Workers Solidarity position paper No Platform for Fascists as ratified at April 2006 National Conference
Workers Solidarity Movement position paper on Travellers Rights as rewritten Oct 2008 National Conference
The Workers Solidarity Movement postion paper on Fighting Racism as ratified at November 2010 National Conference
Racial oppression remains a defining feature of the modern capitalist world. It is manifest most spectacularly in violent attacks on immigrants and minorities by fascist gangs. More important to the fate of these communities has been the systematic and increasing discrimination by capitalist states, manifest in attacks on the rights of immigrants, cuts in welfare services, and racist police and court systems.
In response to growing racism against refugees and asylum seekers, recent months have seen the beginnings of an anti-racism campaign in Dublin. This campaign had its public 'launch' at a very successful public meeting, attended by over 80 people, last October.
Patricia McCarthy examines the history of Irish Travellers' struggle for civil rights and ethnic recognition. Their struggles have much in common with those of Indigenous people worldwide and with the struggles of Native Americans and Australian Aboriginals and also with the struggles of Gypsies, Travellers and nomads against racism and oppression.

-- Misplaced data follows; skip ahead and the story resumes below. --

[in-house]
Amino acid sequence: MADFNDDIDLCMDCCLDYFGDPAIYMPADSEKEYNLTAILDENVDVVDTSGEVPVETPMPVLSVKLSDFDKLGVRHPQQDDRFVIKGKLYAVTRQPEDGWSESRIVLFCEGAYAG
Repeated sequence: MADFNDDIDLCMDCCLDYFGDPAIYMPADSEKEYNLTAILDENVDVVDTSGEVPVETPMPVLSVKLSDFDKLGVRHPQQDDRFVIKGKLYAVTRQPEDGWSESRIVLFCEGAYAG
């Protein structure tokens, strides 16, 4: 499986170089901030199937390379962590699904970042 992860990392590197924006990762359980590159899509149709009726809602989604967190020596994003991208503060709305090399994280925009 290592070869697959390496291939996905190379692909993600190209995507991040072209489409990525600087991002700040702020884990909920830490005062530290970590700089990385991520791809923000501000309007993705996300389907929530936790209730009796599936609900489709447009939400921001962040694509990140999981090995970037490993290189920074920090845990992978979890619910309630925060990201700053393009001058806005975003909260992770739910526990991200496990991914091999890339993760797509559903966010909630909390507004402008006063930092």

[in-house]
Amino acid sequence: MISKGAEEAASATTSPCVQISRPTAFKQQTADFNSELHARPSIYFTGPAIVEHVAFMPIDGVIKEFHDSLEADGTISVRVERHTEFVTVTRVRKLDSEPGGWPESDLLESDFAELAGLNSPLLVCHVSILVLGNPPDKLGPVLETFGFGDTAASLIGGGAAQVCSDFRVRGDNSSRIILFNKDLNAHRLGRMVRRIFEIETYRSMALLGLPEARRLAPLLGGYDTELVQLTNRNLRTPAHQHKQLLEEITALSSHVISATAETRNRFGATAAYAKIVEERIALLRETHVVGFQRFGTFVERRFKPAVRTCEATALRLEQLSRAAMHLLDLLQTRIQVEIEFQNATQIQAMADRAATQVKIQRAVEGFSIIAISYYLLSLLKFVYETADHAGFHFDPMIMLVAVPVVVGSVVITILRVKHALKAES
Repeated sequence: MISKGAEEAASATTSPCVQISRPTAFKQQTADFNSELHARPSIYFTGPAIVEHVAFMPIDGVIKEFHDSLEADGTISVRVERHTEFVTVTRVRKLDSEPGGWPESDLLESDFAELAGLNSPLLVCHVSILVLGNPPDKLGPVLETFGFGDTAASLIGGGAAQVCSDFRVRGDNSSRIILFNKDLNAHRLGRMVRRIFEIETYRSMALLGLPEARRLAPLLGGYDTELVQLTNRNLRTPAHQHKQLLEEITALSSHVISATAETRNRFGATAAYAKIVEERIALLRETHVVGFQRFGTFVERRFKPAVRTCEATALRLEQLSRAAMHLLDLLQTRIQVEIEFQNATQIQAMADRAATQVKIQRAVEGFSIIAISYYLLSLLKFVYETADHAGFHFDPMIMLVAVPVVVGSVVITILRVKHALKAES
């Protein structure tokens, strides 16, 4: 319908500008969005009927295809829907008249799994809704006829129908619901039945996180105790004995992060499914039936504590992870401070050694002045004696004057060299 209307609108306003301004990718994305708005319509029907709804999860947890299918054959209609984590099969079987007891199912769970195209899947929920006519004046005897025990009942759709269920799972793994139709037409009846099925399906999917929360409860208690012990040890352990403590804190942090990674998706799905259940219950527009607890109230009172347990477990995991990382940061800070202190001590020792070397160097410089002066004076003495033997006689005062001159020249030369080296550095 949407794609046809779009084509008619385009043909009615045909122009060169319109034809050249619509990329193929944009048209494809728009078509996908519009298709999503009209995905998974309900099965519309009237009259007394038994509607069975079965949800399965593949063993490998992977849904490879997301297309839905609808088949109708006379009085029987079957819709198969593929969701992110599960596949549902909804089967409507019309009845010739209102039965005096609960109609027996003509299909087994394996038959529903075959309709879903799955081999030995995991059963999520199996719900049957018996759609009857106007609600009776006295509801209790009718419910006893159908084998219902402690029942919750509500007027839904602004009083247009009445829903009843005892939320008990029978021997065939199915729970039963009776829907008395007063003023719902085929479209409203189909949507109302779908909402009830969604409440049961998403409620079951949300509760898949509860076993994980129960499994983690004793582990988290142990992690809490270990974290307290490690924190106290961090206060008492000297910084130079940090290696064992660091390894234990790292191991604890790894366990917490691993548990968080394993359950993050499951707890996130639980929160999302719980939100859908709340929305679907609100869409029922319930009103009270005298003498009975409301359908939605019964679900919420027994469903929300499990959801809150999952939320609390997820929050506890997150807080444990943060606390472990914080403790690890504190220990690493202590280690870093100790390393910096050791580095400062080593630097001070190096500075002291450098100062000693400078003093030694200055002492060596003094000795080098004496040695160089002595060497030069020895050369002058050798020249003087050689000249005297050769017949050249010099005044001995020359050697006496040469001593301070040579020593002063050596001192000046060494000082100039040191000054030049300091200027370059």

As class-struggle anarchists dealing with the relations between gender, race and class, we must, in theory and practice, pick a path between two pitfalls. On one side is economic reductionism – the reduction of all political questions to the social relations of production – which erases the perspectives and struggles of women, queers and people of colour; submerges their voices within an overly generalised class narrative, in which the idealised Worker is implicitly white heterosexual and male; or consigns their struggles to a secondary importance compared to the “real struggle” of (economic) class against class. On the other is a stultifying and inward-looking liberal-idealist identity politics, concerned fetishistically with the identification of privilege and the self-regulation of individual oppressive behaviour to the (near) exclusion of organised struggle, which, while amplifying the voices of the marginalised, consigns them to an echo chamber where they can resonate harmlessly.
Facing Deportations – speakers from the 2013 Dublin anarchist bookfair on how we can organise to prevent deportations, the session aimed to share the direct practical actions that need to be done and to raise awareness, unveil truths and correct misconceptions surrounding the issue of asylum application and deportation.
In Sydney's Sun Herald there's a graph of unemployment in Europe with the title "Painful Recovery" it has percentages from Greece, Spain, Portugal, Ireland and the overall EU.It says "Monthly unemployment. Ireland's unemployment is no longer surging but that is largely because 1600 people emigrate every week to find work". So apparently all that guff about how generous social welfare is in Ireland is a lie, as thousands seek work elsewhere and quite a few in Australia. (Sunday March 10th page 29).
Last week, Anti-Fascist Action (AFA) recieved news that Neo-Nazi, Niko Puhakka was to compete in a MMA bout in Dublin. After AFA got the word went out on social media (which was then spread by the WSM, Rabble, LookLeft and others), and email campaign ensued and fight promoters Celtic Gladiator pulled Puhakka from the line-up. The following interview was conducted with AFA's Morry Donnelly, just before that news broke.